Are drinking alcohol and rheumatoid arthritis (RA) risk linked? RA is a very serious, painful, and disfiguring disease. And it’s incurable. Millions of people around the world are crippled by RA.
RA is an inflammatory disease. And it’s autoimmune condition. The reasons are not known. Instead of attacking an infection, the immune system attacks the victim’s body.
Three things greatly increase the risk of RA. Age heads the risk. Women are at least twice the risk. Also a family history of RA. Could drinking alcohol also increase the risk? If so, it’s a risk we can control.
A study looked at drinking alcohol and RA risk. To do so, researchers followed 98,995 women at the start of the study. They also looked at possible links between coffee, tea, and soft drinks.
The follow-up period was 21 years. During that time, the remaining women developed 481 cases of RA. Drinking alcohol did not increase the risk of RA.
But drinking liquor (distilled spirits) in moderation was linked with a decreased risk of RA in ever-smokers. And moderate wine was linked with a decreased risk of a form of RA.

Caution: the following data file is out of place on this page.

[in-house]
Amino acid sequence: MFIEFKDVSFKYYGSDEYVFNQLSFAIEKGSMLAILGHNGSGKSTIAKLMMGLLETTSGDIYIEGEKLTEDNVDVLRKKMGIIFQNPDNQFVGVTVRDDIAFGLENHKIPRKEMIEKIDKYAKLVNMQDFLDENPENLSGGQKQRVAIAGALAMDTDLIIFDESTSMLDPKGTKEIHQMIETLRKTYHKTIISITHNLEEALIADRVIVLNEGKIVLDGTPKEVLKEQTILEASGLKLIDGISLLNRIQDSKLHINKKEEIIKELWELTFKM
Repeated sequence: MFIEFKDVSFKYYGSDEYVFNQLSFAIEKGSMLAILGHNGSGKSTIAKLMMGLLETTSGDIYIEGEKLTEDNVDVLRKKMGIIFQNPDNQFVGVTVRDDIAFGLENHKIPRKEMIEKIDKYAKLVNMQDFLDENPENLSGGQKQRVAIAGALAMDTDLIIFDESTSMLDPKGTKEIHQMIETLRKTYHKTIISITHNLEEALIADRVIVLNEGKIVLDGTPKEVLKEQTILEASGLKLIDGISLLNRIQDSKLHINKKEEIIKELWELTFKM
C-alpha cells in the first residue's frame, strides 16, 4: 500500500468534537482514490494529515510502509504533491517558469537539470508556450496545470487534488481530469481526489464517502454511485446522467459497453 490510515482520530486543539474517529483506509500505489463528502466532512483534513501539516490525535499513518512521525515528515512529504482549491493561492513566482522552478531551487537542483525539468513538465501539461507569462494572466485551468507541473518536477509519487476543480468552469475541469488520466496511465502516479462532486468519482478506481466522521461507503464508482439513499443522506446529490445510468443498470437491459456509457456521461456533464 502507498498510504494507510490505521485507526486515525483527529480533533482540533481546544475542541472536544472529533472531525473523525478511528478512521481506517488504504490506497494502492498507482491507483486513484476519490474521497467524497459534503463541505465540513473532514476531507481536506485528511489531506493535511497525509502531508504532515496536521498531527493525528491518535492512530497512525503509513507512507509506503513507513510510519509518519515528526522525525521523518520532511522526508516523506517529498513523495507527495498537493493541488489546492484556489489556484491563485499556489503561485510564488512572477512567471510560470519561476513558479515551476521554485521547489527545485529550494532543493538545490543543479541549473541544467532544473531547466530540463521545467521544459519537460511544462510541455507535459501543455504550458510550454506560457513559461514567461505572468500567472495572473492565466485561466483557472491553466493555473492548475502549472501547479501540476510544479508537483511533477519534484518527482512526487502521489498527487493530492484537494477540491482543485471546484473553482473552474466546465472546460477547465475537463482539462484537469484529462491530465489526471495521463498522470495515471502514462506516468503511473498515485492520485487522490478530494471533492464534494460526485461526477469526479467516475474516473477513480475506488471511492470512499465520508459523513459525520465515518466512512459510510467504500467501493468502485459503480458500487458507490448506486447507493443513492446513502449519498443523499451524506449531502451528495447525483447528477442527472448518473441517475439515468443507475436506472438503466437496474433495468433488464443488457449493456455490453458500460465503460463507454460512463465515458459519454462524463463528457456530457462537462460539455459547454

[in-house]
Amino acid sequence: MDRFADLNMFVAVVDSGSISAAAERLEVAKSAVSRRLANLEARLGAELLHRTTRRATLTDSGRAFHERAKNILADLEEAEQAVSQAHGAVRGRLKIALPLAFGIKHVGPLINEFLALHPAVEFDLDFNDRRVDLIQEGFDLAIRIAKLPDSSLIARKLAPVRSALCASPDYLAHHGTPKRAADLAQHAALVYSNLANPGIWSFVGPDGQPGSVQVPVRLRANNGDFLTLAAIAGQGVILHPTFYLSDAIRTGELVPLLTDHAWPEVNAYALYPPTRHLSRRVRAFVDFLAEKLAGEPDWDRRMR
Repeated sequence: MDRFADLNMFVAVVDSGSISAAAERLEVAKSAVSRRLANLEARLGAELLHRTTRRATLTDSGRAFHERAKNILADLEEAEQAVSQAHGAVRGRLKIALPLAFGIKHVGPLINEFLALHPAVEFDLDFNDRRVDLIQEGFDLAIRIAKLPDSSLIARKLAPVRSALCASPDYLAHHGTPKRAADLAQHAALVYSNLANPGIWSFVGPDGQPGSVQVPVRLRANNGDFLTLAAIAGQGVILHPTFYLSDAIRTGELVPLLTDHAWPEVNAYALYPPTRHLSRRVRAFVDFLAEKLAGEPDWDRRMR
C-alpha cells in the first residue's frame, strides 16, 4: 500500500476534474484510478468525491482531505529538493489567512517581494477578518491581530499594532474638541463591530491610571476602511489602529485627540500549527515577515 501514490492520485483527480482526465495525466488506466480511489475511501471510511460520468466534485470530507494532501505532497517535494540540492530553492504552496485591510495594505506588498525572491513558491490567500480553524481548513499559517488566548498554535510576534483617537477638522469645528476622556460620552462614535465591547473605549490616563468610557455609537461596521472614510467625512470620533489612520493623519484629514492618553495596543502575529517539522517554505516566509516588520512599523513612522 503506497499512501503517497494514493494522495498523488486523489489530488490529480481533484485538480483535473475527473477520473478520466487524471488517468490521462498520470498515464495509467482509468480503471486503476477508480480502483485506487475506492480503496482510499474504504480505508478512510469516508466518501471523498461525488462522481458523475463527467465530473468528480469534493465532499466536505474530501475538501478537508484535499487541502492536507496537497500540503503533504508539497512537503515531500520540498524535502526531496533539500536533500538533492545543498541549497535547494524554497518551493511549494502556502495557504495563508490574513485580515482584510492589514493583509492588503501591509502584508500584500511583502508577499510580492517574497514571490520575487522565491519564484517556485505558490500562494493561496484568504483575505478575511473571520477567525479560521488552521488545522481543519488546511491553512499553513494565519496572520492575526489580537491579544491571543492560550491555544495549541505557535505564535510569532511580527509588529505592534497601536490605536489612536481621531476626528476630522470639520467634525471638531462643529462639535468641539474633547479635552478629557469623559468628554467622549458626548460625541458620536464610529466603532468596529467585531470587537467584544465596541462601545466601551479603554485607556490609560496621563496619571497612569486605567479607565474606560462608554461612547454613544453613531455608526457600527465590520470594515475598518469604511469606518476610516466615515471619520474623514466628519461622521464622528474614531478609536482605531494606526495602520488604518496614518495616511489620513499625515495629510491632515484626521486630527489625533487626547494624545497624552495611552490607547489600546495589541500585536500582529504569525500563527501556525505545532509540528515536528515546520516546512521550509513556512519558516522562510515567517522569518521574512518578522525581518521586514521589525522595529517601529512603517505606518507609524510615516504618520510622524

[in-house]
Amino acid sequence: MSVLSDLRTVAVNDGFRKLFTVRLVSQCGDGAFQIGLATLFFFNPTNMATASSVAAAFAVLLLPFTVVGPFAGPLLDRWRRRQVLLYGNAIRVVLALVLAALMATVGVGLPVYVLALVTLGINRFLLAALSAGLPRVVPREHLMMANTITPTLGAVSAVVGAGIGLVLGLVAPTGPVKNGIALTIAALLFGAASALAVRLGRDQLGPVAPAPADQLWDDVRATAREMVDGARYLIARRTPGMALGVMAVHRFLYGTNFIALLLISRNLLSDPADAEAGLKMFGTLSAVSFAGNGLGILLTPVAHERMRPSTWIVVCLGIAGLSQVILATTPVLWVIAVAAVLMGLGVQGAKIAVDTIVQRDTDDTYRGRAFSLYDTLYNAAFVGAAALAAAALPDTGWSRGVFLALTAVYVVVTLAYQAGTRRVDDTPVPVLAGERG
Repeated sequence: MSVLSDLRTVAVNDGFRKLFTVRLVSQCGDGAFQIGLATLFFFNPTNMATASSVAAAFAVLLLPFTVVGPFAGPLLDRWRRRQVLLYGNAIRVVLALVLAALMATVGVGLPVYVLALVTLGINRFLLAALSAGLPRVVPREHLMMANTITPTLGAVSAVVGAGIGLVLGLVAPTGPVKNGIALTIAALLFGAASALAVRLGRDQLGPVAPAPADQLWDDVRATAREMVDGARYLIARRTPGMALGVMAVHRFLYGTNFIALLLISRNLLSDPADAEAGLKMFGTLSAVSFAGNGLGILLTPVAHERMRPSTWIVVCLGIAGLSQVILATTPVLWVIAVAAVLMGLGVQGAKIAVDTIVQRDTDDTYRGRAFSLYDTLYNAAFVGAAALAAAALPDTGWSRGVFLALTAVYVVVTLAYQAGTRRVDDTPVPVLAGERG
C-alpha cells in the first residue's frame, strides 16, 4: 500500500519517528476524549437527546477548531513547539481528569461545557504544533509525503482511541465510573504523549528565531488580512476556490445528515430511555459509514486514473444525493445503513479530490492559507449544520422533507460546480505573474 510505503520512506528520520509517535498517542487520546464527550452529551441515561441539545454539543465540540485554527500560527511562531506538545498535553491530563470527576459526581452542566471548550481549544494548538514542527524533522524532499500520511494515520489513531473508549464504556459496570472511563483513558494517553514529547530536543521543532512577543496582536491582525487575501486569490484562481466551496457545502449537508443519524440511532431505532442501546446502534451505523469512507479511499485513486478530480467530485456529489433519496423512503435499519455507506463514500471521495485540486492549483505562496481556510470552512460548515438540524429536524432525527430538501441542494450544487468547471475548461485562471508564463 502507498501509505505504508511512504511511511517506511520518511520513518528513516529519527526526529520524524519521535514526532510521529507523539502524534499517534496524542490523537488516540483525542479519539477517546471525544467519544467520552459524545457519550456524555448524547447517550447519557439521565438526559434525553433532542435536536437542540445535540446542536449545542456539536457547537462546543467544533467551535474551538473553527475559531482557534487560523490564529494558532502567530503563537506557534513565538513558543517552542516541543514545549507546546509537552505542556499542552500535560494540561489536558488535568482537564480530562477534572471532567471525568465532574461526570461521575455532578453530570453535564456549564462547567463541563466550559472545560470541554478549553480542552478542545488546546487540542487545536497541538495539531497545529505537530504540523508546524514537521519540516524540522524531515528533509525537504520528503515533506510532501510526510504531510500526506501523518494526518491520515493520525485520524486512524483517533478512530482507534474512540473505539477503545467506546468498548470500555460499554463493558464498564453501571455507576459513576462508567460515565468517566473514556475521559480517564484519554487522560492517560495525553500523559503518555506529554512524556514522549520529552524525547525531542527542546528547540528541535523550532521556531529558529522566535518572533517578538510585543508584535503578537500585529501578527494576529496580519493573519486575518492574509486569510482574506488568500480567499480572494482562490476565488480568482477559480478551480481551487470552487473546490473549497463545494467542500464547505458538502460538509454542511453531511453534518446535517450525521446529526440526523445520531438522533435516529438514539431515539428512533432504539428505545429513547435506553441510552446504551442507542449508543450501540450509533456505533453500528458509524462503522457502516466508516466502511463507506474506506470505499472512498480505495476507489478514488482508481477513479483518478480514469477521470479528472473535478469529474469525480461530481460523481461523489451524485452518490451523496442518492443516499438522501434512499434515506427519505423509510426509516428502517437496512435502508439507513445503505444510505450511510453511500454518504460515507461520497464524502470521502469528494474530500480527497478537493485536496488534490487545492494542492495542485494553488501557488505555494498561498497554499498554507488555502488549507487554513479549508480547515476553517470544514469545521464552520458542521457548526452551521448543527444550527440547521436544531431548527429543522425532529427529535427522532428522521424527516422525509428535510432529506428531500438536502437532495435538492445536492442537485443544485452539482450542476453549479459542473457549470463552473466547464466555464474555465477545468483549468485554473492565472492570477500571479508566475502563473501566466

Drinking tea and sugar-sweetened soft drinks did not increase RA risk
However, drinking coffee or artificially-sweetened soft drinks were linked with higher RA risk among never-smokers.
The study findings about alcohol and RA is consistent with dozens of others. Alcohol is not linked to RA.
II. Resources: Alcohol and Rheumatoid Arthritis Risk
- Narins, B. The Gale Encyclopedia of Senior Health. A Guide for Seniors. Farmington Hills: Gale. (eBook)
- Overdrive, Inc. Arthritis Today. Arthritis Found. (eAudiobook)
- Pareda, C. Arthritis and Me. Detroit: Omni. (eBook; older eds in print book.)
- Toumi, H. (Ed). RA. London: IntechOpen. (eBook)
- Ascione S, et al. Association between beverage consumption and risk of RA. Ann Rheum Dis.
- This site gives no advice. Please see your doctor for questions.